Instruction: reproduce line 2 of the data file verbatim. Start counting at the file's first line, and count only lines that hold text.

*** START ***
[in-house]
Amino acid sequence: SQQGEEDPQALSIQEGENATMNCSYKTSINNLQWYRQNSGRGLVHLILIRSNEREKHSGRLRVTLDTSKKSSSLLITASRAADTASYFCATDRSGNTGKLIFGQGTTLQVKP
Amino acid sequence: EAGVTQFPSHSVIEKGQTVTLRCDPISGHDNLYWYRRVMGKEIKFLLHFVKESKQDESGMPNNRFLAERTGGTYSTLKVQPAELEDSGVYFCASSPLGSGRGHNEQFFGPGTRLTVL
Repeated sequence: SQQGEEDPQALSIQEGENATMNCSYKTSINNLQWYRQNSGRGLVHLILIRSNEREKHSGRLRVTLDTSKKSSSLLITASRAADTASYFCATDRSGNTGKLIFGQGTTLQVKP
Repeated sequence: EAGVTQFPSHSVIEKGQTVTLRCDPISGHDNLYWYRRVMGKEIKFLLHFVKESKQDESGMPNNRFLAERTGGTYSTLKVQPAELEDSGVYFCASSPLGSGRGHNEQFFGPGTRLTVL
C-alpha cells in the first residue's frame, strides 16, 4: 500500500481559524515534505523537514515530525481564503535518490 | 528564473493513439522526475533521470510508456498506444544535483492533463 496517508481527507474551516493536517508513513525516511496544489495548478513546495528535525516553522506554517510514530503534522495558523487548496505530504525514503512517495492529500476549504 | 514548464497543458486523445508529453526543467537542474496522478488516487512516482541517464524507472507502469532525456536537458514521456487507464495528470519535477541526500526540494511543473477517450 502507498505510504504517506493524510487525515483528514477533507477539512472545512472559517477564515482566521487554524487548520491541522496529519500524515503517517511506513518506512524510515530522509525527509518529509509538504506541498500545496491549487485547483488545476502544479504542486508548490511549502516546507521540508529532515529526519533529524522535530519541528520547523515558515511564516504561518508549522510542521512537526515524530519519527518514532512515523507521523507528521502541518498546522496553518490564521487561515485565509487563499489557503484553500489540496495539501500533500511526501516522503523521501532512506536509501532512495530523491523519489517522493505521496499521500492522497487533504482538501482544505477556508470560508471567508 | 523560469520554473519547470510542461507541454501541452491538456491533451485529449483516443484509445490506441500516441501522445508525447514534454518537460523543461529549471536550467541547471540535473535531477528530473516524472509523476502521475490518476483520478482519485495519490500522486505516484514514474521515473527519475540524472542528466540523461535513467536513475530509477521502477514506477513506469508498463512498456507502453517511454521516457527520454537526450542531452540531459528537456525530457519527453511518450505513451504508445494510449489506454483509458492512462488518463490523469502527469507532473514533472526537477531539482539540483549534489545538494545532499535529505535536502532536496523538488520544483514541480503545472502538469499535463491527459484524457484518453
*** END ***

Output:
Amino acid sequence: SQQGEEDPQALSIQEGENATMNCSYKTSINNLQWYRQNSGRGLVHLILIRSNEREKHSGRLRVTLDTSKKSSSLLITASRAADTASYFCATDRSGNTGKLIFGQGTTLQVKP